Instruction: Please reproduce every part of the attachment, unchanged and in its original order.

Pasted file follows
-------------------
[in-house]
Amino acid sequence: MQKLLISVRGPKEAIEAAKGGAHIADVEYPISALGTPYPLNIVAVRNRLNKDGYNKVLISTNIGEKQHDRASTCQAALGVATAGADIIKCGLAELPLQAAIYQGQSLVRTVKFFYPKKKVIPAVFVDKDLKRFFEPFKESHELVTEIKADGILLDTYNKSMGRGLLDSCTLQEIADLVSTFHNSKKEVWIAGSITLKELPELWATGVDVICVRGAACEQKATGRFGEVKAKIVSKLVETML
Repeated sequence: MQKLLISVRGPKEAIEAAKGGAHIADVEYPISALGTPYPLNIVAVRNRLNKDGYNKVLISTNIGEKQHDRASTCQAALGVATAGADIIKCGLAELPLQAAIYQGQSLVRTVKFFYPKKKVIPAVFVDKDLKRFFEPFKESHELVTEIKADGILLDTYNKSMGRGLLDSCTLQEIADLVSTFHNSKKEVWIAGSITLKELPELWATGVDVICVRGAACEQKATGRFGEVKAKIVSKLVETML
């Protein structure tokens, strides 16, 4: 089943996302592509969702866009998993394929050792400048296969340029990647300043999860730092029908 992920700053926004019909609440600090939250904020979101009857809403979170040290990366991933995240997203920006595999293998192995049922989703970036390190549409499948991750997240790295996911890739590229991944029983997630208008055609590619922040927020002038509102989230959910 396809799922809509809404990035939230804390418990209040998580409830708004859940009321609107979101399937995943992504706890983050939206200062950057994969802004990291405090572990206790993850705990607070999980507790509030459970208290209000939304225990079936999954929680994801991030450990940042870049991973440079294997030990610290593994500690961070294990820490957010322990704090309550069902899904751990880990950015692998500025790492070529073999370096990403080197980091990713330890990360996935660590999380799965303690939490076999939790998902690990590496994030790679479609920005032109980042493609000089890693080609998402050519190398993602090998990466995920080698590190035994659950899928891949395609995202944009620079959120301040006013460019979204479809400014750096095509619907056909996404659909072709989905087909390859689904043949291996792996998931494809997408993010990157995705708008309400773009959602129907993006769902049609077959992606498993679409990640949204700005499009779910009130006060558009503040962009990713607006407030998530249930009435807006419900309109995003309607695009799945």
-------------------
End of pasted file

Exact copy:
[in-house]
Amino acid sequence: MQKLLISVRGPKEAIEAAKGGAHIADVEYPISALGTPYPLNIVAVRNRLNKDGYNKVLISTNIGEKQHDRASTCQAALGVATAGADIIKCGLAELPLQAAIYQGQSLVRTVKFFYPKKKVIPAVFVDKDLKRFFEPFKESHELVTEIKADGILLDTYNKSMGRGLLDSCTLQEIADLVSTFHNSKKEVWIAGSITLKELPELWATGVDVICVRGAACEQKATGRFGEVKAKIVSKLVETML
Repeated sequence: MQKLLISVRGPKEAIEAAKGGAHIADVEYPISALGTPYPLNIVAVRNRLNKDGYNKVLISTNIGEKQHDRASTCQAALGVATAGADIIKCGLAELPLQAAIYQGQSLVRTVKFFYPKKKVIPAVFVDKDLKRFFEPFKESHELVTEIKADGILLDTYNKSMGRGLLDSCTLQEIADLVSTFHNSKKEVWIAGSITLKELPELWATGVDVICVRGAACEQKATGRFGEVKAKIVSKLVETML
């Protein structure tokens, strides 16, 4: 089943996302592509969702866009998993394929050792400048296969340029990647300043999860730092029908 992920700053926004019909609440600090939250904020979101009857809403979170040290990366991933995240997203920006595999293998192995049922989703970036390190549409499948991750997240790295996911890739590229991944029983997630208008055609590619922040927020002038509102989230959910 396809799922809509809404990035939230804390418990209040998580409830708004859940009321609107979101399937995943992504706890983050939206200062950057994969802004990291405090572990206790993850705990607070999980507790509030459970208290209000939304225990079936999954929680994801991030450990940042870049991973440079294997030990610290593994500690961070294990820490957010322990704090309550069902899904751990880990950015692998500025790492070529073999370096990403080197980091990713330890990360996935660590999380799965303690939490076999939790998902690990590496994030790679479609920005032109980042493609000089890693080609998402050519190398993602090998990466995920080698590190035994659950899928891949395609995202944009620079959120301040006013460019979204479809400014750096095509619907056909996404659909072709989905087909390859689904043949291996792996998931494809997408993010990157995705708008309400773009959602129907993006769902049609077959992606498993679409990640949204700005499009779910009130006060558009503040962009990713607006407030998530249930009435807006419900309109995003309607695009799945």